What's Arabic for "witch hunt"?
In any language, a witch hunt is what led Debbie Almontaser to step down as principal of the Khalil Gibran International Academy. Due to open in Brooklyn this fall, it will be New York City's first Arabic-themed public school.
The city was right to approve the school in the first place, but dead wrong not to offer it and Almontaser a robust, unapologetic defense in the face of fearmongering. Instead, a tempest in a teapot forced a qualified candidate out of her job - and what we got from Chancellor Joel Klein, Mayor Bloomberg and others was just damage control.
Moreover, the naming of Danielle Salzberg, a non-Arabic speaker, as Almontaser's interim replacement was a serious mistake. Salzberg may be a fine educator, but an Arabic-themed school deserves a principal familiar with the language and culture it will teach.
The least the city can do now is name an Arab-American educator to lead Gibran Academy in time for the start of the new school year. And we must ask why we let such a shameful smear campaign - one that now continues, with plans to claim the school itself as a casualty - go unchecked.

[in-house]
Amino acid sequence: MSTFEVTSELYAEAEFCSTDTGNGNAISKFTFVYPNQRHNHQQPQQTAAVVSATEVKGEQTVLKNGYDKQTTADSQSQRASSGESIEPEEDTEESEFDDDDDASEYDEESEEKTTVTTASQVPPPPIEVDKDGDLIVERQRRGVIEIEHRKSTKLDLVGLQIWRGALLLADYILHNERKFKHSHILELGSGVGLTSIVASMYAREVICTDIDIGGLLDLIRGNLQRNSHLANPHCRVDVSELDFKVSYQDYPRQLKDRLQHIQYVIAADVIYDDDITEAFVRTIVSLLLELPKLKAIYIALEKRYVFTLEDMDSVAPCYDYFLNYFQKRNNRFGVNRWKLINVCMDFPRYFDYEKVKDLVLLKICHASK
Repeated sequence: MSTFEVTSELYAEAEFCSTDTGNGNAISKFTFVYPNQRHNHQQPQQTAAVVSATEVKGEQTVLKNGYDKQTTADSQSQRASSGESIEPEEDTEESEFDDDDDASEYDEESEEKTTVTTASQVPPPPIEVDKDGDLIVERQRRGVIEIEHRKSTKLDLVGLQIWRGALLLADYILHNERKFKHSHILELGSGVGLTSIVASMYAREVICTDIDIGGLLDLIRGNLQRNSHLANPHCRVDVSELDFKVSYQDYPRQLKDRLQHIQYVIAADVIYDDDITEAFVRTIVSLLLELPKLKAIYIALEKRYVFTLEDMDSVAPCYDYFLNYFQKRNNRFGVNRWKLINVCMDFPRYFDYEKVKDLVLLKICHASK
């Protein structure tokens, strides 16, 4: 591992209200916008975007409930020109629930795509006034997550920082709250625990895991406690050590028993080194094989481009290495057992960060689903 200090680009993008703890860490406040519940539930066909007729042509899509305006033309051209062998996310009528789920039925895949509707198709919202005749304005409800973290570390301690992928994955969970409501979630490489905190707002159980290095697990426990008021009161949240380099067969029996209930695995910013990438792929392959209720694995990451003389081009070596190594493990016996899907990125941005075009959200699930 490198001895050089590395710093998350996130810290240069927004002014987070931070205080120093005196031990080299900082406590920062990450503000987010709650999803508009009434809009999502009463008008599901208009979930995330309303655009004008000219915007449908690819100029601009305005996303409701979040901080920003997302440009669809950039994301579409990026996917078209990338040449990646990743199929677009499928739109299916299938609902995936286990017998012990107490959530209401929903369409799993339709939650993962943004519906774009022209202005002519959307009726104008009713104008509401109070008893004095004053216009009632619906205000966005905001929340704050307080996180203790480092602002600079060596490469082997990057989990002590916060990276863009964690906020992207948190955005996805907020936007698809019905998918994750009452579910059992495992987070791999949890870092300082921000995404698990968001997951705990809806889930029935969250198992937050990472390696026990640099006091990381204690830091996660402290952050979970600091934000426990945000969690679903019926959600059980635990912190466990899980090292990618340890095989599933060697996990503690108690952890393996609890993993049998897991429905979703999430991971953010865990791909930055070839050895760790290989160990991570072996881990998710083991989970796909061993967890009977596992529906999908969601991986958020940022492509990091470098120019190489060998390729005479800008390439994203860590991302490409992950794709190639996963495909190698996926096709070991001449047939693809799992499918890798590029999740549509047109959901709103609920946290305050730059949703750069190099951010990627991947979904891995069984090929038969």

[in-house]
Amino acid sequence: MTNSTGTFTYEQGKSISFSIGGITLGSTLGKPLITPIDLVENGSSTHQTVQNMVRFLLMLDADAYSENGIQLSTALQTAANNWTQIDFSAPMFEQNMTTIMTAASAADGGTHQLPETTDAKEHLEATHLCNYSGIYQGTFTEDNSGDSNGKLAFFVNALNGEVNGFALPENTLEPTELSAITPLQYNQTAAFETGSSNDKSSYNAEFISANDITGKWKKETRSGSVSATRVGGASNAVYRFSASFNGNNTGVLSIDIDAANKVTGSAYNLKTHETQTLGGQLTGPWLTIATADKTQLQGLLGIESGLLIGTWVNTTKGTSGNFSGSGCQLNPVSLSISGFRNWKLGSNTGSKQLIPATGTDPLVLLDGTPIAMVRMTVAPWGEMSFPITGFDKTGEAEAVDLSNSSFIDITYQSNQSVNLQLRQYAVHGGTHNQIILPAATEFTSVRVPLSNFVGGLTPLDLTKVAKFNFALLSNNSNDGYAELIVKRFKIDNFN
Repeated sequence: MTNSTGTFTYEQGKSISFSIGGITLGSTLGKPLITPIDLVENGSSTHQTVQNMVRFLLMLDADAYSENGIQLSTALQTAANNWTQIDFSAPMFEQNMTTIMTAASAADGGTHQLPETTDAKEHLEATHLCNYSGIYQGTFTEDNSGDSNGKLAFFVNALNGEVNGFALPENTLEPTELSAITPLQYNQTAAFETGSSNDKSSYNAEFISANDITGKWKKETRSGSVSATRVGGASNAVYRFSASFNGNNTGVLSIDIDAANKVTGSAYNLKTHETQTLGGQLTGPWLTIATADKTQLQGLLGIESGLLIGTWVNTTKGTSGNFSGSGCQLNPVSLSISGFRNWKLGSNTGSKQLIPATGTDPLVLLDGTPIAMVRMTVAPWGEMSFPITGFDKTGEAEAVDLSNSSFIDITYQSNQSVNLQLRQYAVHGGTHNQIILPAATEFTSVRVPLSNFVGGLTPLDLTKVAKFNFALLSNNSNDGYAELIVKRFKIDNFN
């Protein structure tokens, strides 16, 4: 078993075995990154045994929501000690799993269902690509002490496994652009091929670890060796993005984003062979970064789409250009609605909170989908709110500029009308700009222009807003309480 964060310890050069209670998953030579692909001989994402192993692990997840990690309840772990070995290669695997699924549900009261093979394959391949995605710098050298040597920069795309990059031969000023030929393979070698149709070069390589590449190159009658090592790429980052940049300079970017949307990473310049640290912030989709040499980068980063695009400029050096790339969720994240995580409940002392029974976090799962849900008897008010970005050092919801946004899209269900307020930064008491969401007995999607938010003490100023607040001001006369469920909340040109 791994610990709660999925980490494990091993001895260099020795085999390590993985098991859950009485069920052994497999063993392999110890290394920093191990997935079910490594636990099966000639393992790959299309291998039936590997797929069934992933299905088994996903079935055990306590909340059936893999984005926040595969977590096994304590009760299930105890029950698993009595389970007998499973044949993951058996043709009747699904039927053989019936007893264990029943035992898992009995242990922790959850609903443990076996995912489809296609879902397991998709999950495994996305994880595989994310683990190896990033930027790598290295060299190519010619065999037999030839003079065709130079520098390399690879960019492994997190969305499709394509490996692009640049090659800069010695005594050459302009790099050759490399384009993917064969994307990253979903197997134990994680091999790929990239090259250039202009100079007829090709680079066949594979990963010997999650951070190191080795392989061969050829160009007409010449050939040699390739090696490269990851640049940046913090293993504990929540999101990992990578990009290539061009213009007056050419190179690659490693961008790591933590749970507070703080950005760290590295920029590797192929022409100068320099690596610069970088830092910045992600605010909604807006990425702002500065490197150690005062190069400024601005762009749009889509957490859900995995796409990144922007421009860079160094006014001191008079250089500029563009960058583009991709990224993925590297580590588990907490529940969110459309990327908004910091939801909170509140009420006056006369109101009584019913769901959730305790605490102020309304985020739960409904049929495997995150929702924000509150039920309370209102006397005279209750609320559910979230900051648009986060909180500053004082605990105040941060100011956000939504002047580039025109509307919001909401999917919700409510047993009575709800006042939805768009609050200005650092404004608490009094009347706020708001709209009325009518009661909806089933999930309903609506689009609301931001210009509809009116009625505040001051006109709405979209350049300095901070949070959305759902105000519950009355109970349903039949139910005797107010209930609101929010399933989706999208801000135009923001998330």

Officially, Almontaser resigned this month in the wake of a furor over the fact that she didn't condemn the word "intifadeh" on a T-shirt. But Almontaser didn't defend Palestinian violence against Israelis, as her critics claim. She simply tried to offer a wider context for a word most Americans associate only with terrorist violence.
That's called education; but because she is an Arab and a Muslim, her statements were subject to greater scrutiny and suspicion.
Critics had targeted Almontaser for months - maliciously calling the school a "madrassah," and combing through her past for signs of transgressions. You can be sure that if it hadn't been the T-shirts - which had nothing to do with Almontaser or her school - it would have been something else.